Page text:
Florida Wrongfully Denied Licenses to Dispense Medical Marijuana, Again
Following the case we discussed last week, Plants of Ruskin v. Department of Health, (“DOH”), the DOH has gotten itself in more trouble. During a special session held by the legislature in 2017, section 381.986, F.S., was significantly amended establishing a licensing protocol for 10 new Medical Marijuana Treatment Centers (“MMTCs”) by October 3, 2017. This amendment instructed the DOH to license any applicant that met the following criteria:
- any applicant whose application was reviewed, evaluated, and scored by the department and which was denied a dispensing organization license by the department under former section 381.986, F.S.;
- which had one or more administrative or judicial challenges pending as of January 1, 2017, or had a final ranking within one point of the highest final ranking in its region under former section 381.986, F.S.;
- which meets the requirements of this section; and which provides documentation to the department that it has the existing infrastructure and technical and technological ability to begin cultivating marijuana within 30 days after registration as a medical marijuana treatment center.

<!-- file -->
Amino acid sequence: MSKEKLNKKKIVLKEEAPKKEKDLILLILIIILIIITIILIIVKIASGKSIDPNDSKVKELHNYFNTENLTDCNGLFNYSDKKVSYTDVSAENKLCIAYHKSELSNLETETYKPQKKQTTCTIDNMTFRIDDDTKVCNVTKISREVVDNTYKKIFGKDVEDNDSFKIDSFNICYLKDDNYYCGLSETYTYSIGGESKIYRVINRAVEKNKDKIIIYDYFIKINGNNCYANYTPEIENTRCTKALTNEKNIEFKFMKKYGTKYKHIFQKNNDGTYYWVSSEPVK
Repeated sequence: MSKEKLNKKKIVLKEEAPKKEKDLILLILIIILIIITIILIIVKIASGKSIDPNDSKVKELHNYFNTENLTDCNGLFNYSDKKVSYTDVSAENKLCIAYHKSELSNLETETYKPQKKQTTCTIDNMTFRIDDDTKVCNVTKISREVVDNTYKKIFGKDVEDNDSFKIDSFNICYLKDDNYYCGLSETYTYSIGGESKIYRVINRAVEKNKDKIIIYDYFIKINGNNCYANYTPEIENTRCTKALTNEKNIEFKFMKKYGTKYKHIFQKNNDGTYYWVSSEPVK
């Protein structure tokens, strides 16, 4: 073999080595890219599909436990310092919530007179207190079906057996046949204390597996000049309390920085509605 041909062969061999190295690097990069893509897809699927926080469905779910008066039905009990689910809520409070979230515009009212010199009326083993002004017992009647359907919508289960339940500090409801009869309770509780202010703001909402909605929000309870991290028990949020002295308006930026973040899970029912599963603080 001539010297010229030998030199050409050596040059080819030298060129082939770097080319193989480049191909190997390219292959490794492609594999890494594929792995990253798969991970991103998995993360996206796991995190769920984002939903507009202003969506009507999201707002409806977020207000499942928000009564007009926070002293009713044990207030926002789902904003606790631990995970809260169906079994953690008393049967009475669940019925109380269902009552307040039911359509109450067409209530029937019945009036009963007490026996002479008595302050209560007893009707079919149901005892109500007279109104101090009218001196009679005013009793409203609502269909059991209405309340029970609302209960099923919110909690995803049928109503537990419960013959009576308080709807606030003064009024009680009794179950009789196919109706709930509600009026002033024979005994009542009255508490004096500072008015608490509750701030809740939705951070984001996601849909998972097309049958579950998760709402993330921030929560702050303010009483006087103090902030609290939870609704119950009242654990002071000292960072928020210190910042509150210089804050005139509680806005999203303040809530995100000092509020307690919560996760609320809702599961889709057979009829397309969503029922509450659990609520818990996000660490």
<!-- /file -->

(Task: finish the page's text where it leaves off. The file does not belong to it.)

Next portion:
After the amendment, several nurseries informed the DOH that they met the criteria listed above, however, the DOH again denied several of these nurseries requests for licenses to dispense medical marijuana. Two, of the many, nurseries that went through this process are Keith St Germain Nursery Farms and Natures Way Nursery of Miami Inc. The two nurseries cases were consolidated once they were referred to the Division of Administrative Hearings (“DOAH”). The main issue in this case was whether the Department was following an unadopted rule in its method of scoring the applications. These unadopted rule challenges may have been a result of the ALJ’s claims of an unadopted rule in his prior opinions on the issue, one of which was discussed in our blog last week. The presiding officer informed Keith St Germain Nursery that she would refer the case to DOAH, and then waited several days to actually refer it. This stalling method gave the DOH time to adopt an emergency rule in an attempt to make the Keith St. Germain’s unadopted rule challenge moot. After adopting emergency rule, 64ER17-3, the DOH then filed a Motion to Reconsider the presiding officers prior ruling that the case should be transferred to DOAH. Then, the DOH’s agency clerk entered an order deciding that the unadopted rule challenge was moot and suggested DOAH had no jurisdiction over the case. Interestingly, Keith St. Germaine filed a public records request in an attempt to ascertain activities occurring within the DOH and the very next day the presiding officer suddenly resigned. The case ended up going to DOAH.